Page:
A new study published in the journal Science has identified the protected areas that are most irreplaceable when it comes to conserving biodiversity, in an attempt to improve the management of the planet’s most critical environments.
According to the paper, conservation efforts in the past have been too focused on broadening the network of protected areas (PAs) rather than considering ways to better manage existing spots.
“Because PAs are often understaffed, underfunded, and beleaguered in the face of external threats, efforts to expand PA coverage should be complemented by appropriate management of existing PAs,” the authors wrote. It’s the old adage of quality over quantity.
The international team of scientists looked at the 173,461 places on the World Database on Protected Areas and the 21,419 species of mammal, amphibian, and bird on the IUCN (International Union for Conservation of Nature) Red List of Threatened Species to identify sites that were exceptionally irreplaceable when it came to global biodiversity.
By their calculations, a site’s “irreplaceability” essentially depends on the role it plays in supporting the survival of species. If a species lives only in one place, that place is effectively irreplaceable to that species; if the area isn’t effectively conserved, the species could be lost.
It seems only logical that the areas most critical to preventing species extinctions should be where efforts are focused—and that within each protected zone, the species identified as most dependent on the area should be a priority of local management. But in practice that isn’t always the case.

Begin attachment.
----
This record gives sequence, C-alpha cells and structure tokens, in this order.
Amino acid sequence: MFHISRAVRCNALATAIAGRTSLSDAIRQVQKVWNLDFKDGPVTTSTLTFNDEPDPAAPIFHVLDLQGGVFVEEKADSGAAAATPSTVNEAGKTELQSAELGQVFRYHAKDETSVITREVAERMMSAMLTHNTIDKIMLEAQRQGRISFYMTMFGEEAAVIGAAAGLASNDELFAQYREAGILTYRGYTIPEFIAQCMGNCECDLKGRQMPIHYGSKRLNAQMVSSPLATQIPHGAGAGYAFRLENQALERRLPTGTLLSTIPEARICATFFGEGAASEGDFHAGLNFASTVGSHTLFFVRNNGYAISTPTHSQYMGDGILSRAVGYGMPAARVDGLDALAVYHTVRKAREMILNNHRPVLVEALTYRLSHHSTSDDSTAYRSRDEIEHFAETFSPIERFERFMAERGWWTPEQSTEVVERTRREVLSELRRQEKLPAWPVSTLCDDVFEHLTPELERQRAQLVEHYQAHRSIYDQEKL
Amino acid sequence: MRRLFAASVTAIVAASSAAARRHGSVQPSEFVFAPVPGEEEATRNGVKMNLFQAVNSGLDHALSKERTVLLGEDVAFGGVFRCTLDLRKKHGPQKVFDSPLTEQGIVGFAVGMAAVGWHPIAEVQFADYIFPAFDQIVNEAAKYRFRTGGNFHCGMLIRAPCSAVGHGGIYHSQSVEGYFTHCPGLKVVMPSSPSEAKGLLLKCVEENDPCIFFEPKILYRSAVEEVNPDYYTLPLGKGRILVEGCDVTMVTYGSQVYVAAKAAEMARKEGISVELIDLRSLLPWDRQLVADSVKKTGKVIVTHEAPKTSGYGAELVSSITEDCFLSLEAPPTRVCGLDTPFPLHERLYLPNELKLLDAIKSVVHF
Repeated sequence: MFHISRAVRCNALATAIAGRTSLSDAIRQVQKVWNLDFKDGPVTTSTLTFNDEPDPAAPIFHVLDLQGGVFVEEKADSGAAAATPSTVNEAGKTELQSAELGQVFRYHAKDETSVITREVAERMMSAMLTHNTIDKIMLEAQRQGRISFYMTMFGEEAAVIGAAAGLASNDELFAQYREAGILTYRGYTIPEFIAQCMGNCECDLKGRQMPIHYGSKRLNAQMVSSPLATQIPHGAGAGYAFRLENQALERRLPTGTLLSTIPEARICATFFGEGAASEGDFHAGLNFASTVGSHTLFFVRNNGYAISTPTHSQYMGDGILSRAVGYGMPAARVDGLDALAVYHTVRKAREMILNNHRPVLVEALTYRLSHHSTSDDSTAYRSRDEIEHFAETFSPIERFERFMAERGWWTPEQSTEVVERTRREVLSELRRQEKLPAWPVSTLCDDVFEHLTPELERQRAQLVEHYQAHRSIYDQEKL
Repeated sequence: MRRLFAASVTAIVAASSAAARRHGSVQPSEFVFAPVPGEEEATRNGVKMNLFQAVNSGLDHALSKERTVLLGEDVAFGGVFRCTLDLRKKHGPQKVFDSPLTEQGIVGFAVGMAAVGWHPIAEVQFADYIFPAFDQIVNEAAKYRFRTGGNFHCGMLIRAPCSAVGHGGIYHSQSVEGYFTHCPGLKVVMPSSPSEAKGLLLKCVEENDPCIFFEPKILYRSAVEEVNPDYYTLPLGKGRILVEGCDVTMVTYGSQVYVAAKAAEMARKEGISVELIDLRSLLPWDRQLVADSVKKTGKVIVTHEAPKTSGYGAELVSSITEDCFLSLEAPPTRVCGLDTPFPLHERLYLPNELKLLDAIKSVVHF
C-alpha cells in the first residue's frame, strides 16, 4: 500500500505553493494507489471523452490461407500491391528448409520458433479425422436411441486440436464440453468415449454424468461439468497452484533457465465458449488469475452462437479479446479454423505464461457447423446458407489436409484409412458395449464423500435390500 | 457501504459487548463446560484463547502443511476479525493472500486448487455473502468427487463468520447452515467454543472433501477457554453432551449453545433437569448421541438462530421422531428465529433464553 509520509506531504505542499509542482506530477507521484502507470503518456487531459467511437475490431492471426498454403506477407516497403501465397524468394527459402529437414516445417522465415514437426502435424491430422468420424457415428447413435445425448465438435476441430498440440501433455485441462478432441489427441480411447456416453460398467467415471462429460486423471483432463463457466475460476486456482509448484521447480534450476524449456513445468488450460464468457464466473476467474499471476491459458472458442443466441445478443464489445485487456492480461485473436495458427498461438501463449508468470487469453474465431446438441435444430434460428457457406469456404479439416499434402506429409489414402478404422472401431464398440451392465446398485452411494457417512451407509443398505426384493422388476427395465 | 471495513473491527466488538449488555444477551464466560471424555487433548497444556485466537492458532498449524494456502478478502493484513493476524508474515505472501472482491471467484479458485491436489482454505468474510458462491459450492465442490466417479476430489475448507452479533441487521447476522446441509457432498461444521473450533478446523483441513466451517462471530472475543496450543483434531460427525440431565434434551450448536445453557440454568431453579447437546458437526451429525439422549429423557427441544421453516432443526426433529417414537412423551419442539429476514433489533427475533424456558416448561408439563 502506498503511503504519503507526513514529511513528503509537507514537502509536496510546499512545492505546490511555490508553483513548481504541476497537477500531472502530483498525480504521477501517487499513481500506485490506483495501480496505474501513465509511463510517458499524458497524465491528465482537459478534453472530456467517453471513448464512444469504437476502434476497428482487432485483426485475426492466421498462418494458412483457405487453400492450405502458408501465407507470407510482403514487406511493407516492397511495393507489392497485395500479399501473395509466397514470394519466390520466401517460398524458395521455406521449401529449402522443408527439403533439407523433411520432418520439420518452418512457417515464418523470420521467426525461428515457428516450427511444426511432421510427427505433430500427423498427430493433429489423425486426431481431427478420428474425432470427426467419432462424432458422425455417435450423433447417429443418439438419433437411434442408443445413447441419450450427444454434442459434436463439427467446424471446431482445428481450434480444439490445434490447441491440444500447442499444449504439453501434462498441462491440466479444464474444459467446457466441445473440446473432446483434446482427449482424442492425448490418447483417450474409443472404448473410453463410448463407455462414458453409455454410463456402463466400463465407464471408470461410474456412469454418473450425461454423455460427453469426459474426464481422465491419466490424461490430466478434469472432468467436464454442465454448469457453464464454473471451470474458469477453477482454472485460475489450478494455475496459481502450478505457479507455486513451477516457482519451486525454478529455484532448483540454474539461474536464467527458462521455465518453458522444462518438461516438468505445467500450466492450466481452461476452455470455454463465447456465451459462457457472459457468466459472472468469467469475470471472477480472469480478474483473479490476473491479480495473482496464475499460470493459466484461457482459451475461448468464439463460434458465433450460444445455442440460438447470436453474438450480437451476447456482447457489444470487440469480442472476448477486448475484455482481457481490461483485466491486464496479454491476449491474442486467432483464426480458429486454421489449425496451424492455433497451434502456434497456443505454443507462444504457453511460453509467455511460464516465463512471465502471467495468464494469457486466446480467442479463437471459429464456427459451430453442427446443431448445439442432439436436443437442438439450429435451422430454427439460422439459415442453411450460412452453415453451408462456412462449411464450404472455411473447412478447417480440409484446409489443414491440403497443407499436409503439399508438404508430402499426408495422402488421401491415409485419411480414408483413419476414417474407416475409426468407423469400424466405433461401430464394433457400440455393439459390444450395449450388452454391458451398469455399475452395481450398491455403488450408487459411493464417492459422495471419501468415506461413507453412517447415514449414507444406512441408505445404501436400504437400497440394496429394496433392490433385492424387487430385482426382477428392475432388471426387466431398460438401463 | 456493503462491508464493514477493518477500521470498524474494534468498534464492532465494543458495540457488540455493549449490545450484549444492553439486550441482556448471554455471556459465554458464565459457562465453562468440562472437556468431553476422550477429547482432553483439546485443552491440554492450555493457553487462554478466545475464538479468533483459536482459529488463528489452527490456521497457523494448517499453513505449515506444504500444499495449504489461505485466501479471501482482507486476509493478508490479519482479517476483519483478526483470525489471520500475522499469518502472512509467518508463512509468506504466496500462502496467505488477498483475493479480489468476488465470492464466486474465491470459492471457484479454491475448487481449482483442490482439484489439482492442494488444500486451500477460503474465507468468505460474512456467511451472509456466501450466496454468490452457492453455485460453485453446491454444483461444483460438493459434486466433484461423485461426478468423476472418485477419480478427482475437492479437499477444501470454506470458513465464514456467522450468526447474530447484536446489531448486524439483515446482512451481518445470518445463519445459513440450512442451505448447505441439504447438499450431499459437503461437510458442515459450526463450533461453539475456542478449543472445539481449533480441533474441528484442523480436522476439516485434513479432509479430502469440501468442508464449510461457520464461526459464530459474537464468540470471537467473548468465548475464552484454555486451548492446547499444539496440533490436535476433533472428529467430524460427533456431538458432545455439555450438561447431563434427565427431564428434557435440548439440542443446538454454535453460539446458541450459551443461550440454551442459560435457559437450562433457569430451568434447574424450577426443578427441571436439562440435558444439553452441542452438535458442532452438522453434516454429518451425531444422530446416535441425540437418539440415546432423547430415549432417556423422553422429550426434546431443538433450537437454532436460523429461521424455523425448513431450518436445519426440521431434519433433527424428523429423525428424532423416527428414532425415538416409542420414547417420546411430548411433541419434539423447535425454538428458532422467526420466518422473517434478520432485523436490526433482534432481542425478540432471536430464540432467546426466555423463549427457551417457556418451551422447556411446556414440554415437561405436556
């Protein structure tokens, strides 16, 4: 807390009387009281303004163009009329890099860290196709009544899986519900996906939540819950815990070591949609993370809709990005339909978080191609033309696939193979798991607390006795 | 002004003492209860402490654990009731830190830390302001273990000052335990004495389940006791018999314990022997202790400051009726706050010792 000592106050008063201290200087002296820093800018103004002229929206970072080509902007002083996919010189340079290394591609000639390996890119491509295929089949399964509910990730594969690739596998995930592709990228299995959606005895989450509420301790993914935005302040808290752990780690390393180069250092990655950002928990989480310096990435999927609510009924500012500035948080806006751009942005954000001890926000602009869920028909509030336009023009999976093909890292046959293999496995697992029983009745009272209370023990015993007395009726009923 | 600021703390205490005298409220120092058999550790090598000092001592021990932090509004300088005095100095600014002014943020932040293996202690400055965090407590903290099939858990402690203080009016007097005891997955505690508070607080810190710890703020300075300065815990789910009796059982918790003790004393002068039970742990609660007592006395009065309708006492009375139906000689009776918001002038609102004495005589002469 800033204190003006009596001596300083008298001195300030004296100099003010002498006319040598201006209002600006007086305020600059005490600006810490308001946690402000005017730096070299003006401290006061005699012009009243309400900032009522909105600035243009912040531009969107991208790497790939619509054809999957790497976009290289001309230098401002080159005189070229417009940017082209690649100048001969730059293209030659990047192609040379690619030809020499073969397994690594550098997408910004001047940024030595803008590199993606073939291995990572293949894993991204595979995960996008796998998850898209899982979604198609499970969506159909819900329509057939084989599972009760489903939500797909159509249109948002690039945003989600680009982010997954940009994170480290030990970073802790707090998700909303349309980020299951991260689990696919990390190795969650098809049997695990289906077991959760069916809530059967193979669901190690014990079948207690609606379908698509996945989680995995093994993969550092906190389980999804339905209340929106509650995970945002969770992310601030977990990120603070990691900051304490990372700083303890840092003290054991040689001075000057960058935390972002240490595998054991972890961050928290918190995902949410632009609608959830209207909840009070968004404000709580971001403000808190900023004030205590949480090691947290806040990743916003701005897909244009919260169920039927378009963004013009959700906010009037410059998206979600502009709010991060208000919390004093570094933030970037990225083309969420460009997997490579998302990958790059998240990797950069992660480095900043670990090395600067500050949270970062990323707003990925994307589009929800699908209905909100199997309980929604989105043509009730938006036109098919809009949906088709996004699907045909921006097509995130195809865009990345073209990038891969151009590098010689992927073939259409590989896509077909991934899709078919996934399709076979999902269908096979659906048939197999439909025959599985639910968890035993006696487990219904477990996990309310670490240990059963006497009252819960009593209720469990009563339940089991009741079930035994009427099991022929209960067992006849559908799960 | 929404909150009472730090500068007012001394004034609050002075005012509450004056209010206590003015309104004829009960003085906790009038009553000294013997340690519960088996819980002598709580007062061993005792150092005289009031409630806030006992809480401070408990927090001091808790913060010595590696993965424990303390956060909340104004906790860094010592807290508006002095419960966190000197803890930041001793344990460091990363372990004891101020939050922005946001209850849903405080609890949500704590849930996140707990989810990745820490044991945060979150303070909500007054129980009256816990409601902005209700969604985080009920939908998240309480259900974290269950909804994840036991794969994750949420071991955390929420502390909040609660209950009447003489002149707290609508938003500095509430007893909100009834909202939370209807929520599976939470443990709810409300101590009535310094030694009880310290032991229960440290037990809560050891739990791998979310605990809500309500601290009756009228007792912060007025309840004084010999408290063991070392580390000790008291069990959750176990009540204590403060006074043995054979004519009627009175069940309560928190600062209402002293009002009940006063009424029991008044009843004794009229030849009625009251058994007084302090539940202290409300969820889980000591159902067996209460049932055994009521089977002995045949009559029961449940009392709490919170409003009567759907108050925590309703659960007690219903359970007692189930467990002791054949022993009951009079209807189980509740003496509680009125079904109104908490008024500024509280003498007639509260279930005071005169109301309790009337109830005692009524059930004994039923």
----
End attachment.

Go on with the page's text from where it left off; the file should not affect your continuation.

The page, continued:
This touches on an important problem in conservation today. It’s easy to focus on the more “charismatic” endangered species, like pandas and tigers, but the fluffies.
animals aren’t necessarily those in greatest need of attention, and targeting just the crowd-pleasing species that make for good TV ads and cuddly toy giveaways isn’t the best way to protect a whole ecosystem.
The areas considered most irreplaceable span 34 countries, with the top spot going to Colombia’s Sierra Nevada de Santa Marta Natural National Park.
That site is home to 44 of the world’s endangered species, but their habitat is increasingly threatened by humans. “This beautiful mountain, which is not far from cities and towns, is being colonised by rich people building second homes,” Ana Rodrigues, a researcher at CEFE-CNRS in France and one of the study’s authors, told the Guardian.
Like many places on the list, the Colombian site it isn’t as protected as it could be. Half the irreplaceable areas identified don’t have UNESCO World Heritage recognition, which could help conserve them.
“These exceptional places would all be strong candidates for World Heritage status,” said Soizic Le Saout, lead author of the study, in a statement. “Such recognition would ensure effective protection of the unique biodiversity in these areas, given the rigorous standards required for World Heritage sites.”
What’s most important for now is that those areas recognised as “protected” actually live up to their name.
By Victoria Turk | motherboard.vice.com